You can identify writing styles on very simple attributes: one author writes longer sentences, the other one shorter, or one uses more adjectives than the other. Then there are authors who avoid using “he said” in dialogue.
Some use a wide range of vocabulary, very literary, while others like it clear and true-to-life. It is all a matter of taste. The way the sentences are strung together shows a style as well, like connections with “and” or what kind of subordinate clause, and how they are put together in a paragraph or in a chapter.
Driven by curiosity, in the past I anatomized paragraphs and chapters just because it interested me. I wanted to know why one author’s writing style appeared to me to be better than the style of another, or even better, than mine. It may help you to accentuate them by marking them with colors, or just try to type out a page - or more! You'd be surprised.
You don’t need to roll your eyes. One page is not an entire fantasy world. That’s just how you’ll get a feeling for the rhythm you like. But this only has an effect if Youtube isn’t running or your phone isn’t buzzing or making funny noises every time you get a message to chat. If I write I turn all stuff off. It is my-world-time.
You can put special focus on the verbs. The more you nail them the more detailed the descriptions in the text will be and the easier it will be for your reader to be drawn into your story world. Example: There is, in fact, a difference between whether two guys in black suits at gunpoint “go” up to each other or whether one “marches” and the other one “creeps.” That speaks volumes about the situation or the character’s nature. Accurate verbs spare you from pretentious assistant adverbs. They are rarely very helpful.
Those were the differences I had felt for years. Only when I took page after page apart and inspected closer I was able to draw conclusions regarding my own style. To focus on those effects has helped me a lot as an author. Best thing: it didn’t even take long.
Nevertheless, the idea, the story and the characters need to be fascinating; otherwise, the most beautiful writing doesn’t help. At least, it doesn’t cut it for me. When I read a book, a good book, I usually clip a pen on the back cover, so I can mark passages or write down my thoughts. The positive thing about writing in a book is that you lose a bit of the still-existing respect for the so-called literature. Additionally, it’s easier to find passages again when you are searching for them.
I think it’s absolutely permissible to write your opinion in the margins of a novel. It brings them even more to life. By the way, I only do this with good books. I skip those that don’t tell me anything; I read them quickly, cross-read them or just collect information. You can also easily doodle on book pages. The pages of my Latin book from school look like the prison cell walls of a maniac who got life imprisonment in solitary confinement—day 6,309.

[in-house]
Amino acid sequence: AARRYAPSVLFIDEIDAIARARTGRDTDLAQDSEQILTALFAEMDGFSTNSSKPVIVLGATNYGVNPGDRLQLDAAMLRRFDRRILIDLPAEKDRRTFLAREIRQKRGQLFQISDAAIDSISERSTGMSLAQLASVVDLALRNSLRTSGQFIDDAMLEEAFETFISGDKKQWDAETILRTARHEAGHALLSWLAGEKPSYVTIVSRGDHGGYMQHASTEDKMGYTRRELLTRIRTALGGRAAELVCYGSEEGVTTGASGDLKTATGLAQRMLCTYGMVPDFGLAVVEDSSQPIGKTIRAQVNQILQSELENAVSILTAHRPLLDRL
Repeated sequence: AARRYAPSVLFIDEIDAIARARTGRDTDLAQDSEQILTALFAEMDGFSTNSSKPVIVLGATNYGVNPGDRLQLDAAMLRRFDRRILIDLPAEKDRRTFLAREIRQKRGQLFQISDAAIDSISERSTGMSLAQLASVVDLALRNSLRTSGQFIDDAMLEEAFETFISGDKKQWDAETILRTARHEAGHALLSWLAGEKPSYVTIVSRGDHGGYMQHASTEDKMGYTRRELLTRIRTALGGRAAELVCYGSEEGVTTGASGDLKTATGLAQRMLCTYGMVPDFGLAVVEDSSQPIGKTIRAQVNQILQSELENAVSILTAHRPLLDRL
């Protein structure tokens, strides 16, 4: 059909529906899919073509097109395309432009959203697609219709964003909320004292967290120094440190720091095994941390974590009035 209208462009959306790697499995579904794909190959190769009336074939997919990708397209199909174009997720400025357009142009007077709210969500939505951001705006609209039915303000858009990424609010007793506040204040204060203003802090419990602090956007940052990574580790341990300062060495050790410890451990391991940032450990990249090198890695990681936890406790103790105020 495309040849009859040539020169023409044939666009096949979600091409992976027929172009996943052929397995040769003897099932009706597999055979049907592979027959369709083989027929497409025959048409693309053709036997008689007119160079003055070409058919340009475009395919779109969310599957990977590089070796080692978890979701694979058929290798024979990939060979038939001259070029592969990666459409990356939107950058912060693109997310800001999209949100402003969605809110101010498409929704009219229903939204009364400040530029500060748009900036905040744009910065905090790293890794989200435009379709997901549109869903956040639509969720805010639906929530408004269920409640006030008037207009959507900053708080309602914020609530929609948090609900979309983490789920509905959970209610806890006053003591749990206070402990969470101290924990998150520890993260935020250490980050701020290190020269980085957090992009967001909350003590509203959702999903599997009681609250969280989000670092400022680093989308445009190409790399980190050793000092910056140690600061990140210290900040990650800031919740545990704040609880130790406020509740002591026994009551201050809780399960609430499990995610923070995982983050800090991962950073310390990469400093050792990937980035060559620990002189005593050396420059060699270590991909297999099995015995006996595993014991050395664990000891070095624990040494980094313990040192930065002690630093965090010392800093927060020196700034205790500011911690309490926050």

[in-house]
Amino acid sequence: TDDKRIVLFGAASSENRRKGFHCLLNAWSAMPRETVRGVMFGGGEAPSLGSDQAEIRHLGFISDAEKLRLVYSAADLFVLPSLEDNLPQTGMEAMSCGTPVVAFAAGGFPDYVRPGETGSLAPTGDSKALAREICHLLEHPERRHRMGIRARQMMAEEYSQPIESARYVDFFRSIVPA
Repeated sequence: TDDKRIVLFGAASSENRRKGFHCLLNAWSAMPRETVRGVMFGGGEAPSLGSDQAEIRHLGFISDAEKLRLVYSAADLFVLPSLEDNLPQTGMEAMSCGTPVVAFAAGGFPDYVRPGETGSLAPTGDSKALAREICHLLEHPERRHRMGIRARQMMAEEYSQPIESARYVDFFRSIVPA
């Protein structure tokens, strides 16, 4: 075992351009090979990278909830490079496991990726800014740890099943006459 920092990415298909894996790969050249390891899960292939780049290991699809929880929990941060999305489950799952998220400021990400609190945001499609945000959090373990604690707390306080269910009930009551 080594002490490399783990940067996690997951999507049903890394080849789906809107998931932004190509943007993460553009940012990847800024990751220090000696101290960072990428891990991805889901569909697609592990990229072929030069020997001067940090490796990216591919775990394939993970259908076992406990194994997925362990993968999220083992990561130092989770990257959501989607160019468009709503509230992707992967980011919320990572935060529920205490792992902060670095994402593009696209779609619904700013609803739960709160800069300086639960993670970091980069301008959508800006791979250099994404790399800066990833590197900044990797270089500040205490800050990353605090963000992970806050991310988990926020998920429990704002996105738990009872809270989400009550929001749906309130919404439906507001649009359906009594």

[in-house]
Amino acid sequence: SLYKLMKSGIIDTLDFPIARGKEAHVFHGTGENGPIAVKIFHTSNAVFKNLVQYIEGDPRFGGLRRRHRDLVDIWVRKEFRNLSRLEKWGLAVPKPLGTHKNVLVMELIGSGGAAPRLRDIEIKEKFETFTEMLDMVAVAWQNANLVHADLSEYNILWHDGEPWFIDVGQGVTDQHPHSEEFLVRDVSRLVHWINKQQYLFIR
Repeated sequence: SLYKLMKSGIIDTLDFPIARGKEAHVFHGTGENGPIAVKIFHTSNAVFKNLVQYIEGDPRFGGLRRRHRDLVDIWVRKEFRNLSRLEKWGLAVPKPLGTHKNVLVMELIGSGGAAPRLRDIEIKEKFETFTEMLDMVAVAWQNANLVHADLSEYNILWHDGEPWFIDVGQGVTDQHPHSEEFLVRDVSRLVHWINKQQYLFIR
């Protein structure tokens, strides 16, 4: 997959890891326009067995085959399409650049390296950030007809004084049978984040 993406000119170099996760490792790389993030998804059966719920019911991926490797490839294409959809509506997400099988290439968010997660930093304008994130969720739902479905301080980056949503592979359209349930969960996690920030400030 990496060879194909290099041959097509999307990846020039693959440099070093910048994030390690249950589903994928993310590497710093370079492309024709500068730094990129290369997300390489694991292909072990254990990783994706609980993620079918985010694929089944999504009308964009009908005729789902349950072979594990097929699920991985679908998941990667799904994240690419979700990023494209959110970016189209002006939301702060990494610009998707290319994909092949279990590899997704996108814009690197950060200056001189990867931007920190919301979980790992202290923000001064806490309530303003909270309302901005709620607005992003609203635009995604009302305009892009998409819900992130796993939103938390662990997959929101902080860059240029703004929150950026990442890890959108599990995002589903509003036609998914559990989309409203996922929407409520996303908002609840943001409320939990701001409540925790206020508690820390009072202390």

During anatomizing and commenting on parts of novels, I formed my own armory of abbreviations. It is not enough to simply draw lines to the edges of the words, phrases or paragraphs the whole time, later you want to know: why!
I easily forget why. By the next day I often can’t remember: Were these lines extraordinarily good or bad, funny, well-constructed, or how, or what? I’m very forgetful.
I put an ! beside the text for something good. An A stands for a good term, especially good for rhythm or sentence structure, I usually wouldn’t have chosen myself, D stands for good dialogue, B for observation, V for the characters’ behavior, S for style, and so on. I always read books with a pen; newspapers too, and magazines. Nevertheless, on the occasion I give myself the freedom to just lean back with an excellent novel and enjoy it. There’s time for marking it up when I read it a second time.
Apart from reading many good books, I suggest writing regularly. It could be a diary or even a short anecdote or flash fiction, extremely short stories. Try half a page a day. If you deem one of your stories worthy, send them to a literature magazine, or blog them online, especially if you write something like short stories regularly. One a week? Awesome! Start a blog! Why not? Maybe you’ll get feedback from a stranger. Or you might hit someone’s nerve and you are getting discovered, like the French supermarket cashier who puts her food conveyor belt adventures online. What came next for her was a book contract and a movie deal. As far as I know she isn’t a cashier anymore.